Same for the prices of CDs/albums, which have been pretty much the same since for 30 years, but the return has suffered from a reduction in sales numbers as music is consumed in different ways now and revenue from royalties has diminished due to digital disruption. There has been a corresponding loss of record label support as retail outlets and support have disappeared.

There have been positive changes also.

I see the standard of general musicianship of students increasing as each generation passes on the benefits of their learnings, with teachers often coming from a trained jazz background.

Origami with Flora Carbo. Photo: Adam Simmons

Gender diversity may not be perfect, but it has come a long way in terms of numbers, consideration and awareness over the decades. There are no excuses for curators to not be presenting balanced line-ups, especially as audiences are increasingly demanding this.

Access to information, education and recordings has changed unbelievably due to digital and technological advances. The ease and speed of communication has helped jazz develop as an international form with strong national differences in each country. It has also made it easier to connect internationally for touring, promoting/releasing music and facilitating international collaborations.

Where Are Things At?

The Australian arts sector, including jazz, has been decimated by the COVID-19 pandemic and largely ignored by the Federal Government in its response. This has just compounded the structural issues that have been slowly eroded and neglected over many years, particularly since the change of government back in 2013, which led to the abandonment of a national cultural policy that had been bilaterally approved.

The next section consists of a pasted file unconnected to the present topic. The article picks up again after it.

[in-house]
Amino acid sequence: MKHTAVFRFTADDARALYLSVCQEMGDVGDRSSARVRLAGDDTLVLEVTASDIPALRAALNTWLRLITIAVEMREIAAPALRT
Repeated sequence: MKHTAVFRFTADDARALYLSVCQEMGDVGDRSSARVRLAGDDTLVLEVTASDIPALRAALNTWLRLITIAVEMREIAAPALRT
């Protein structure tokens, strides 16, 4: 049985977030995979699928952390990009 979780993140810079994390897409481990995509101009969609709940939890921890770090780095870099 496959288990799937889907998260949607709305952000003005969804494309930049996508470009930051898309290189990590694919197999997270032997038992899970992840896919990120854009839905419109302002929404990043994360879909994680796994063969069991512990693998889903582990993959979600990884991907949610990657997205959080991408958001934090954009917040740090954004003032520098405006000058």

Australia’s jazz sector has not been immune or unaffected by this neglect. If the Global Financial Crisis was not bad enough in the loss of major sponsors for various national jazz festivals, that have not returned, the funding fiascos perpetrated by George Brandis’ Catalyst program have had lasting effects. Not least of which, was the loss of federal funding for Wangaratta Festival of Jazz & Blues for several years, noted as Australia’s premier jazz and blues festival.

Spiderbait and the Wangaratta Horns of Death. Photo: Paul Martin

As mentioned above, a bunch of other conditions exist for Australian jazz – minimal mainstream media presence, education funding cuts, stagnant (or decreasing) artist fees, erosion of revenue sources from recordings due to emergence of streaming, lack of organisational infrastructure, gradual shift in funding focus of narrowing contemporary music to exclude jazz.

But on the positive side, we have a wealth of young and talented musicians across a range of jazz styles, we have and are contributing internationally, our audiences are passionate and loyal, we have skills that are utilised within many other sectors and more broadly, there is strong international activity in jazz that is interested in engaging with Australia. Jazz can be a dirty word when used to dismiss what we do as old hat, impenetrable, elitist or low-brow, but if you’re David Bowie, Paul Kelly, Kendrick Lamar, Outkast or Beyonce, jazz might be informing the music and worn as a badge of approval.

Things are not perfect, but jazz is not dead - and in my humble opinion, far from it!

Is Anyone Doing Anything?